Middle Grade fiction can sometimes be accused of not addressing real issues or staying towards PG topics. The Privateer believes that this is nonsense, MG can be every bit as powerful as adult or YA, sometimes even more so, which is why it’s refreshing to see something that won’t shy away from Tough Topics. Meet Anna Olswanger, who as well as being a literary agent at Liza Dawson Associates is an exceptionally talented writer whose novel Shlemiel Crooks was even turned into a musical at Lincoln Center’s Merkin Hall in New York
Hi, thanks for joining the Privateers! Can you tell us about Greenhorn? What inspired you to write it?
I heard the real story of Greenhorn thirty years ago in Israel. The rabbi of my synagogue stood in the front of our tour bus as we approached Jerusalem and told us about a little boy who had lost his parents in the Holocaust, who wouldn’t speak when he came to live at the Brooklyn yeshiva where the rabbi was in the sixth grade, and who wouldn’t let a tin box out of his sight.
I knew as soon as the rabbi began talking that the story was important and that I wanted to write it, but what I didn’t know was how I could make the story mine. I was childless, born in America after the Holocaust, and my grandparents and great-grandparents had left Eastern Europe in the 1890s, years before the Holocaust. What did I know about what this little boy had gone through?
But my rabbi, a witness to the story, was preoccupied with leading his large congregation and couldn’t write the story. I had no idea where the little boy was forty years after the Holocaust, so I couldn’t ask him to write the story.
I knew if I didn’t write the story, it would be lost. I had to write it.
Many illustrated books, for younger audiences, deal with lighter or “kid-friendly” issues. Was it important that Greenhorn, and its subject matter, be written as MG rather than YA or adult?
I had originally self-published Greenhornas a miniature book for Judaica collectors. I didn’t think of it as a story for children. A few months after I sent the miniature book to the publisher of my first book as a holiday gift, she called to say she wanted to publish it as an illustrated book for middle grade readers.
“Why?” I asked her. She said it was a provocative little book (this is the publisher who took the “N” word out of Huckleberry Finn, so she’s no stranger to being provocative), and the book’s image of a tin box and its contents haunted her. She said she liked the way Greenhorn brought the Holocaust home and gave it a human face. She later wrote me: “My son Julien, still my best reader of middle-school fiction, was emotional in confirming it was a book for NewSouth.”
Who’s your favourite character in the Greenhornand why?
Daniel. When I first heard the story about a little boy who had lost his family in the Holocaust and who wouldn’t let a tin box out of his sight, one of the things I couldn’t stop thinking about was his loneliness. Daniel had lost his parents, siblings, and extended family to the Nazis. He had no one left who shared his memories, no brother or sister, no parent, no aunt or uncle. And what he latched on to, literally, was a tin box that held something he considered a connection to his family. It was his loneliness I wanted to write about.
Is there any scene you are particularly proud of and (without giving too much away) can you tell us why?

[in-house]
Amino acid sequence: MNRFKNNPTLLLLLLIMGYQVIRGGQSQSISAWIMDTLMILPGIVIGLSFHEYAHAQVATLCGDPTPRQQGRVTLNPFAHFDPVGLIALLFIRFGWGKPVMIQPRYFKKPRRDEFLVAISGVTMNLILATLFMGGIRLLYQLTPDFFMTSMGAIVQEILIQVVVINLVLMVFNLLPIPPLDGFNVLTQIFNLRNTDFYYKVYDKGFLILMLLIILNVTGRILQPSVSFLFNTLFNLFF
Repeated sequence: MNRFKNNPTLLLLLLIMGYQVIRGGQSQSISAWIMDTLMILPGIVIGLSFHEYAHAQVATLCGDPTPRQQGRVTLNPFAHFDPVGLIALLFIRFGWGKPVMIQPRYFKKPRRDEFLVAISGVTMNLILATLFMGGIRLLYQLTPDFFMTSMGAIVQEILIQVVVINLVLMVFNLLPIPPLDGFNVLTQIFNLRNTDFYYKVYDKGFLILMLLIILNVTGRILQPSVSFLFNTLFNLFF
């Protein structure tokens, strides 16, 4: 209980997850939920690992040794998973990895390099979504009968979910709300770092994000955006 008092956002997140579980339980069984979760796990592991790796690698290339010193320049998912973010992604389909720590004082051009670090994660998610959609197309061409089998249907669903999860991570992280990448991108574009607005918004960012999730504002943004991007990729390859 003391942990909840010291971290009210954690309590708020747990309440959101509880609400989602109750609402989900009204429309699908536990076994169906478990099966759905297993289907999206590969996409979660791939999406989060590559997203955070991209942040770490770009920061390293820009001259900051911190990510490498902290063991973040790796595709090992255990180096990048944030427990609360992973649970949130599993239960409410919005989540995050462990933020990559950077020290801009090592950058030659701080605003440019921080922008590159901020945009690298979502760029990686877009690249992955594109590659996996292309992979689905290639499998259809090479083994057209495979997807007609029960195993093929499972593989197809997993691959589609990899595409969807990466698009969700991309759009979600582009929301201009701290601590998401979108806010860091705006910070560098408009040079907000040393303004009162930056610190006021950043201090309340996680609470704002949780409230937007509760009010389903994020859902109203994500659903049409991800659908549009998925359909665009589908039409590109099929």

The ending. It represents for me what true friendship is. Daniel had been reaching out to the narrator the whole time, and we didn’t know.
With the surge of e-publishing and the indie industry, it can be a hard to know what to read next. What sets your novel apart from the others in your genre?
There are many reasons to write about the Holocaust. Most people agree with philosopher George Santayana (and before him, Edmund Burke) that those who cannot remember the past are condemned to repeat it, so one reason people continue to write about the horrors of the Holocaust is to ensure that the horrors will never happen again. I don’t totally agree with that reasoning. I think it’s important to write about the opposite of the horrors—the acts of courage and kindness, even if small—because acts of courage and kindness are what we want to repeat, not acts of cruelty. So, even though Greenhorn is a story of a child who suffered horribly, it is also the story of a child who left his past behind with the help of a friend. It is, above all, a story of hope.
What aspect of the writing did you find most challenging?
I was concerned about the ethics of creating fiction based on the Holocaust. If I wrote only the story I heard and refrained from inventing anything from the time of the Holocaust itself, I would be able to honor what the real Daniel went through. This was a challenge because Rabbi Rafael Grossman, who was the basis of the “Aaron” character (the narrator) and who told me the real story in the 1980s, didn’t remember every detail forty years later, and certainly not seventy years later when the story was about to be published and I was revising it one last time.
What’s the best piece of advice you’d give to up and coming writers, especially of MG?
Write in the genre that you read. You may love to write middle grade books, but if you love to read picture books, YAs, mysteries, travel books, or serious adult nonfiction, maybe you should be writing in one of those genres. A participant at a writers’ conference I used to help organize struggled to get her children’s books published, and then she wrote a personal essay about racism that won an award. She received an invitation to read the essay at the opening of an exhibit about school desegregation. She now writes for adults about social justice. It’s not a defeat to move on.
Finally, if you could visit any historical period in time, where would you go?
My own childhood. This time, I would cherish it.
A classroom based discussion guide can be found here